I was overly motivated, but in a slightly different sense.
For example, the software tools class I took required building an assembler. I picked up the assembly language for the prototyping board I owned (M6800) and worked out the entire grammar, then built the whole thing. It had a few bugs due to my being new to C, but it ran well enough to cause one of the TAs to worry that I had copied existing commercial code.
I did it that way because I could, and I wanted the experience. And because I was scared of working with other students. If I had my own problem to work on, I had an excuse to work by myself.
It took enough time that I ran out of time to do the other project, a threaded-interpreter language. I implemented a full Forth for that, as well, but I ended up turning it in late. (And my performance in the industry has unfortunately reflected what I did there.)
Students tend to do what they have confidence they can do.
So you need to have a section of the course that covers problem solving, where, as others have suggested, you don't use any text. I would even suggest you tell them to just bring ten or so blank pieces of paper, a pencil, and an eraser, and joke about taking points off for having highlighters out. (Make sure they know it's just a joke.)
The project is simple. Say the problem is a shoe ordering app, and you know it needs x, y, z, and a mini-app that converts shoe sizes used in different markets. Lay out the stubs for x, y, and z, and ask them how the conversion mini-app fits in.
Let the students direct it. Don't lead. Make sure you go out of your way to ask the highlighter abusers to make suggestions, but don't tease them if they get stuck. Get several suggestions and then get a consensus and move ahead.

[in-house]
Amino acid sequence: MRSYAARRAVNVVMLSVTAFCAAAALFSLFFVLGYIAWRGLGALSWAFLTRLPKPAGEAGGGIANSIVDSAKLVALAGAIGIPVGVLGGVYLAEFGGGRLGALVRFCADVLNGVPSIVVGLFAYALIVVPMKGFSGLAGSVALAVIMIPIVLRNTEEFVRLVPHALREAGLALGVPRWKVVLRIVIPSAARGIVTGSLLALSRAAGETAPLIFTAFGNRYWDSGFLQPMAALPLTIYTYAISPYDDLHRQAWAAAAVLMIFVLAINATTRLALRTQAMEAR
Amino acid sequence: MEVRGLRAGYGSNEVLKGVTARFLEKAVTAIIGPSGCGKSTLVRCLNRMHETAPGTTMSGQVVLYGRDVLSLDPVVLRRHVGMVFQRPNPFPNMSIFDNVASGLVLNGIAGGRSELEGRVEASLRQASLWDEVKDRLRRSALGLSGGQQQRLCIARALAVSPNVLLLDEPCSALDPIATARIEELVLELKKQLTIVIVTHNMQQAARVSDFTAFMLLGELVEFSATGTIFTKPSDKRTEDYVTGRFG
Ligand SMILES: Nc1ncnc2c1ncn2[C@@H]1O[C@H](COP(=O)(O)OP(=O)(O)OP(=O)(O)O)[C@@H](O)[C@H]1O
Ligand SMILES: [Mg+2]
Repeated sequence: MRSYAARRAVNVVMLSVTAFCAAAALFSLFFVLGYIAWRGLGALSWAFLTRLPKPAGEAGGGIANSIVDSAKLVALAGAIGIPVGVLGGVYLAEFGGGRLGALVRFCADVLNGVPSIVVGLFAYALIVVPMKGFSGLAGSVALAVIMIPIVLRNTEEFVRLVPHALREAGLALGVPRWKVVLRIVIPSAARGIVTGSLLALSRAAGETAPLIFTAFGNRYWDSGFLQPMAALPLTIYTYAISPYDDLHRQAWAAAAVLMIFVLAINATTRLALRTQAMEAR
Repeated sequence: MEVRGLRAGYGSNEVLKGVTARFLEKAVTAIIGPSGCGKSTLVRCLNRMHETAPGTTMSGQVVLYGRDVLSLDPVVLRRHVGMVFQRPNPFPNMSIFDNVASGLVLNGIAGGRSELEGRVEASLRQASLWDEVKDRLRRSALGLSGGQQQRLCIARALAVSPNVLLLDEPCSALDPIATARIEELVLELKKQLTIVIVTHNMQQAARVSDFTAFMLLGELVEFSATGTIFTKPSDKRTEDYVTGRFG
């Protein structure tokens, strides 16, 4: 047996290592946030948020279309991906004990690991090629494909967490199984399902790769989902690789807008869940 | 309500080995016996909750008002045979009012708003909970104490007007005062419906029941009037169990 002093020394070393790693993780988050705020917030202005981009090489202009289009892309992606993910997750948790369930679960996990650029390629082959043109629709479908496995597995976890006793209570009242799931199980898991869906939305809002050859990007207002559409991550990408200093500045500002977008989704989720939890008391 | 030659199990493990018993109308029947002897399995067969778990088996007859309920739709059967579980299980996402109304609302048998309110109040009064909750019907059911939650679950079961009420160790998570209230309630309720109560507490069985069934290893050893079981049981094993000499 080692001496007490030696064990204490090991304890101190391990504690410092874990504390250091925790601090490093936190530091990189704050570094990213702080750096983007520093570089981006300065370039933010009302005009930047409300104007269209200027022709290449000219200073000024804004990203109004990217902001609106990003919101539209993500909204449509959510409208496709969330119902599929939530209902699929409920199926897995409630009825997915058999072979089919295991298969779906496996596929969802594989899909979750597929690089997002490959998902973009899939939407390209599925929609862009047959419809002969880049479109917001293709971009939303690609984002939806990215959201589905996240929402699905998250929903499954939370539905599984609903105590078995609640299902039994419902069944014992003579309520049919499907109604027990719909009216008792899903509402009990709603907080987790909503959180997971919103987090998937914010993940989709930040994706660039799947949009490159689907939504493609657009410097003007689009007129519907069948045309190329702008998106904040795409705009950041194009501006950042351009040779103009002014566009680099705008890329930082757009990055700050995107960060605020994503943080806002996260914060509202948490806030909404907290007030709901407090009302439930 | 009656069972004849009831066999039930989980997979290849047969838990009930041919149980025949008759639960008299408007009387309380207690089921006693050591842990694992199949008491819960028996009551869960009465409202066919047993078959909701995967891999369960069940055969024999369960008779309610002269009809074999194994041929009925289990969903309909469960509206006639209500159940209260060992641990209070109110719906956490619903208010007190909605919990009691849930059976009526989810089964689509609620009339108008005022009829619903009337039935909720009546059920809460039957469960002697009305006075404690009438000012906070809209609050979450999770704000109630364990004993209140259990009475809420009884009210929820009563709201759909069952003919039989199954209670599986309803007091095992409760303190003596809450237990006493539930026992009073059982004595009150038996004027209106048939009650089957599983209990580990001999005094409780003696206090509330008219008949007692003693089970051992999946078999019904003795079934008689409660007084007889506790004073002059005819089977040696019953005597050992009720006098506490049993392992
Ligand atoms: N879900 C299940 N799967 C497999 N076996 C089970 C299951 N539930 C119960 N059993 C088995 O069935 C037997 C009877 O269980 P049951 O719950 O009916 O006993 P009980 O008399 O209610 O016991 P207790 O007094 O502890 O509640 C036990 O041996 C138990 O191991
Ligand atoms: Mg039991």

Let the students write it. Once it's working, let them critique it. Let this cover several classes, and keep the current source where the students can copy it and play with it on their own. Strongly urge them to do so, and maybe even strongly hint that there is a test question hidden in the parts not covered in class. (Just one, and not too many points, of course.)
And probably set aside x, y, and z once the mini-app is done, for a later project which might never come.
The point of this is to deny them the material to highlight, of course, but also to expose them to basic problem solving.
If it's a large class, you might think there are too many students. Or if it's a small class, you might think that you won't have anyone that will respond. These problems work out in practice, if you are willing to communicate with the students as you go.
It might help to build the thing yourself before you start, but that might also leave you tempted to do too much leading. You have to decide on that one.
If you have problems communicating because of the room, say it's too big and has too poor acoustics for them all to hear you, you've found one of the factors, right there.